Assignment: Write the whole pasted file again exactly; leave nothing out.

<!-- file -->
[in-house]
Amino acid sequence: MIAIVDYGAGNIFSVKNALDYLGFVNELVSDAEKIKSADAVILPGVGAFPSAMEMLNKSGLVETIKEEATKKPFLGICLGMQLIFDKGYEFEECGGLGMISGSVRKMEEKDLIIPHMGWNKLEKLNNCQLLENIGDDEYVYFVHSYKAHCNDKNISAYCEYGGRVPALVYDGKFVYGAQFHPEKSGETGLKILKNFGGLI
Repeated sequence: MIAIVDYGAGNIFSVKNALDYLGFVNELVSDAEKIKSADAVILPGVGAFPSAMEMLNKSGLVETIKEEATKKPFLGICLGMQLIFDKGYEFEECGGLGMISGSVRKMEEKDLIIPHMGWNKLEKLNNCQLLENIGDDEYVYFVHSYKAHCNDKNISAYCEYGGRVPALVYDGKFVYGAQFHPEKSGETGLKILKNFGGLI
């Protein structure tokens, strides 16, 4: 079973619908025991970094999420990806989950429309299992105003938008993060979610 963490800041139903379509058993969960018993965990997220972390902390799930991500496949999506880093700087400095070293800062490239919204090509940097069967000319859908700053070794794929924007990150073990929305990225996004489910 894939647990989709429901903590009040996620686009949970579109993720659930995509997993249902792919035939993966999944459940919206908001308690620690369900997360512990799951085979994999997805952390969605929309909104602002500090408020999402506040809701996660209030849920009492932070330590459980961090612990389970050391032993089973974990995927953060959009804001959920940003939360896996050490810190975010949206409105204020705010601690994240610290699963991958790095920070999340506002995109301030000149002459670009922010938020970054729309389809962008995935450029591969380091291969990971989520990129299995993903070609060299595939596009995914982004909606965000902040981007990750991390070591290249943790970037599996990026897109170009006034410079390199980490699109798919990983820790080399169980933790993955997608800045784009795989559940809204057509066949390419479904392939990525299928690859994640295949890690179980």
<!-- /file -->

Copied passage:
[in-house]
Amino acid sequence: MIAIVDYGAGNIFSVKNALDYLGFVNELVSDAEKIKSADAVILPGVGAFPSAMEMLNKSGLVETIKEEATKKPFLGICLGMQLIFDKGYEFEECGGLGMISGSVRKMEEKDLIIPHMGWNKLEKLNNCQLLENIGDDEYVYFVHSYKAHCNDKNISAYCEYGGRVPALVYDGKFVYGAQFHPEKSGETGLKILKNFGGLI
Repeated sequence: MIAIVDYGAGNIFSVKNALDYLGFVNELVSDAEKIKSADAVILPGVGAFPSAMEMLNKSGLVETIKEEATKKPFLGICLGMQLIFDKGYEFEECGGLGMISGSVRKMEEKDLIIPHMGWNKLEKLNNCQLLENIGDDEYVYFVHSYKAHCNDKNISAYCEYGGRVPALVYDGKFVYGAQFHPEKSGETGLKILKNFGGLI
């Protein structure tokens, strides 16, 4: 079973619908025991970094999420990806989950429309299992105003938008993060979610 963490800041139903379509058993969960018993965990997220972390902390799930991500496949999506880093700087400095070293800062490239919204090509940097069967000319859908700053070794794929924007990150073990929305990225996004489910 894939647990989709429901903590009040996620686009949970579109993720659930995509997993249902792919035939993966999944459940919206908001308690620690369900997360512990799951085979994999997805952390969605929309909104602002500090408020999402506040809701996660209030849920009492932070330590459980961090612990389970050391032993089973974990995927953060959009804001959920940003939360896996050490810190975010949206409105204020705010601690994240610290699963991958790095920070999340506002995109301030000149002459670009922010938020970054729309389809962008995935450029591969380091291969990971989520990129299995993903070609060299595939596009995914982004909606965000902040981007990750991390070591290249943790970037599996990026897109170009006034410079390199980490699109798919990983820790080399169980933790993955997608800045784009795989559940809204057509066949390419479904392939990525299928690859994640295949890690179980």